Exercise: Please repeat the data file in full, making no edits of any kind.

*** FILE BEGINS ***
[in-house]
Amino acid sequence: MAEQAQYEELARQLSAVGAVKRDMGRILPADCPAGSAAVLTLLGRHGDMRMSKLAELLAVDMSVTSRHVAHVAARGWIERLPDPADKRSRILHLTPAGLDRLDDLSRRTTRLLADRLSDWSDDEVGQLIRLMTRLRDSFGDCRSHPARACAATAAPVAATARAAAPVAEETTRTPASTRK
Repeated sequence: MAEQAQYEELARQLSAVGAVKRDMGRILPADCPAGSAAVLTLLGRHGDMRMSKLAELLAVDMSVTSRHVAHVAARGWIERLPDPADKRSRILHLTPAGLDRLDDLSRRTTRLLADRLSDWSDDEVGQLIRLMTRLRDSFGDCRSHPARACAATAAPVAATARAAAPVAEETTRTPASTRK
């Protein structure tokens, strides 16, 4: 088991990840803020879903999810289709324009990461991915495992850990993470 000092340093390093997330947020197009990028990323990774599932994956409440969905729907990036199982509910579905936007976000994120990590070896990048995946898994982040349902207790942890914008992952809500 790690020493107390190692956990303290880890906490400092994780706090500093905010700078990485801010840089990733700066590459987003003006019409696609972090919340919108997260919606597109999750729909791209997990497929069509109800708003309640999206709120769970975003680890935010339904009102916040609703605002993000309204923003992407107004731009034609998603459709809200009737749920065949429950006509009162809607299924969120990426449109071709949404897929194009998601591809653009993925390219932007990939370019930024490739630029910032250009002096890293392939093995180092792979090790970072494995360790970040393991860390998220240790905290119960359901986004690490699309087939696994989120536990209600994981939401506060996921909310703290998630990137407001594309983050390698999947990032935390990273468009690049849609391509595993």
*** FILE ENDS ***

[in-house]
Amino acid sequence: MAEQAQYEELARQLSAVGAVKRDMGRILPADCPAGSAAVLTLLGRHGDMRMSKLAELLAVDMSVTSRHVAHVAARGWIERLPDPADKRSRILHLTPAGLDRLDDLSRRTTRLLADRLSDWSDDEVGQLIRLMTRLRDSFGDCRSHPARACAATAAPVAATARAAAPVAEETTRTPASTRK
Repeated sequence: MAEQAQYEELARQLSAVGAVKRDMGRILPADCPAGSAAVLTLLGRHGDMRMSKLAELLAVDMSVTSRHVAHVAARGWIERLPDPADKRSRILHLTPAGLDRLDDLSRRTTRLLADRLSDWSDDEVGQLIRLMTRLRDSFGDCRSHPARACAATAAPVAATARAAAPVAEETTRTPASTRK
């Protein structure tokens, strides 16, 4: 088991990840803020879903999810289709324009990461991915495992850990993470 000092340093390093997330947020197009990028990323990774599932994956409440969905729907990036199982509910579905936007976000994120990590070896990048995946898994982040349902207790942890914008992952809500 790690020493107390190692956990303290880890906490400092994780706090500093905010700078990485801010840089990733700066590459987003003006019409696609972090919340919108997260919606597109999750729909791209997990497929069509109800708003309640999206709120769970975003680890935010339904009102916040609703605002993000309204923003992407107004731009034609998603459709809200009737749920065949429950006509009162809607299924969120990426449109071709949404897929194009998601591809653009993925390219932007990939370019930024490739630029910032250009002096890293392939093995180092792979090790970072494995360790970040393991860390998220240790905290119960359901986004690490699309087939696994989120536990209600994981939401506060996921909310703290998630990137407001594309983050390698999947990032935390990273468009690049849609391509595993």